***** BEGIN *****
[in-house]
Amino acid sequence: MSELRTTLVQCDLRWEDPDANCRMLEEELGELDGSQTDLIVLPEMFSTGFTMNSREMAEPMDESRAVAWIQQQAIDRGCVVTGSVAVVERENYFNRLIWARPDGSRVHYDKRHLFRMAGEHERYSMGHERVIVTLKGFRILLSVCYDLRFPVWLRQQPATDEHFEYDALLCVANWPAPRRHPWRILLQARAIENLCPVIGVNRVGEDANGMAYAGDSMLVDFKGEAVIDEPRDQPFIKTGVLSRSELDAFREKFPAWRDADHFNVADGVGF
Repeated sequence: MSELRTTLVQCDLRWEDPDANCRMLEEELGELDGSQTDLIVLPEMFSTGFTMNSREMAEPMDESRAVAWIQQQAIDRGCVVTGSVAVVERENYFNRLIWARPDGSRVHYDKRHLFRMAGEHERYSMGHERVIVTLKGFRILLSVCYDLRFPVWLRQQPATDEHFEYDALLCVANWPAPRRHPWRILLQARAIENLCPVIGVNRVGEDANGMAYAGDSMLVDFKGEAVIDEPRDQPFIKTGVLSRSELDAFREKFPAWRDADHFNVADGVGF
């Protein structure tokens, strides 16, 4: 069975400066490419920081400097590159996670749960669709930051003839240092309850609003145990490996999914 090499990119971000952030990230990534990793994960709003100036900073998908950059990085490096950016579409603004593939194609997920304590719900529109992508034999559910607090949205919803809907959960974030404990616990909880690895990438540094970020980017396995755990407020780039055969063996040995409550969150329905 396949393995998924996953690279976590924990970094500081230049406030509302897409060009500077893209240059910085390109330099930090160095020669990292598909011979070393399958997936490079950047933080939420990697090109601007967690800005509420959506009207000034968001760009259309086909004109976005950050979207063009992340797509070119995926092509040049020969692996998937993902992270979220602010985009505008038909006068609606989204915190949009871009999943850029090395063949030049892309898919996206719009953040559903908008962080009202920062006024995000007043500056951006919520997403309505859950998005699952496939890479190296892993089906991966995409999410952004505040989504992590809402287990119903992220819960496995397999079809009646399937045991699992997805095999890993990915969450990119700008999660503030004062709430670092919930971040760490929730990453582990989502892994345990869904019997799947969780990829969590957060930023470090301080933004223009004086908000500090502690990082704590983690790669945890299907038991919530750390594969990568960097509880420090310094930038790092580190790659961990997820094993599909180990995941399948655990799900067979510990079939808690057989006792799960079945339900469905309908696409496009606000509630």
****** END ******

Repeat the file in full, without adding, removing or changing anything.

[in-house]
Amino acid sequence: MSELRTTLVQCDLRWEDPDANCRMLEEELGELDGSQTDLIVLPEMFSTGFTMNSREMAEPMDESRAVAWIQQQAIDRGCVVTGSVAVVERENYFNRLIWARPDGSRVHYDKRHLFRMAGEHERYSMGHERVIVTLKGFRILLSVCYDLRFPVWLRQQPATDEHFEYDALLCVANWPAPRRHPWRILLQARAIENLCPVIGVNRVGEDANGMAYAGDSMLVDFKGEAVIDEPRDQPFIKTGVLSRSELDAFREKFPAWRDADHFNVADGVGF
Repeated sequence: MSELRTTLVQCDLRWEDPDANCRMLEEELGELDGSQTDLIVLPEMFSTGFTMNSREMAEPMDESRAVAWIQQQAIDRGCVVTGSVAVVERENYFNRLIWARPDGSRVHYDKRHLFRMAGEHERYSMGHERVIVTLKGFRILLSVCYDLRFPVWLRQQPATDEHFEYDALLCVANWPAPRRHPWRILLQARAIENLCPVIGVNRVGEDANGMAYAGDSMLVDFKGEAVIDEPRDQPFIKTGVLSRSELDAFREKFPAWRDADHFNVADGVGF
């Protein structure tokens, strides 16, 4: 069975400066490419920081400097590159996670749960669709930051003839240092309850609003145990490996999914 090499990119971000952030990230990534990793994960709003100036900073998908950059990085490096950016579409603004593939194609997920304590719900529109992508034999559910607090949205919803809907959960974030404990616990909880690895990438540094970020980017396995755990407020780039055969063996040995409550969150329905 396949393995998924996953690279976590924990970094500081230049406030509302897409060009500077893209240059910085390109330099930090160095020669990292598909011979070393399958997936490079950047933080939420990697090109601007967690800005509420959506009207000034968001760009259309086909004109976005950050979207063009992340797509070119995926092509040049020969692996998937993902992270979220602010985009505008038909006068609606989204915190949009871009999943850029090395063949030049892309898919996206719009953040559903908008962080009202920062006024995000007043500056951006919520997403309505859950998005699952496939890479190296892993089906991966995409999410952004505040989504992590809402287990119903992220819960496995397999079809009646399937045991699992997805095999890993990915969450990119700008999660503030004062709430670092919930971040760490929730990453582990989502892994345990869904019997799947969780990829969590957060930023470090301080933004223009004086908000500090502690990082704590983690790669945890299907038991919530750390594969990568960097509880420090310094930038790092580190790659961990997820094993599909180990995941399948655990799900067979510990079939808690057989006792799960079945339900469905309908696409496009606000509630």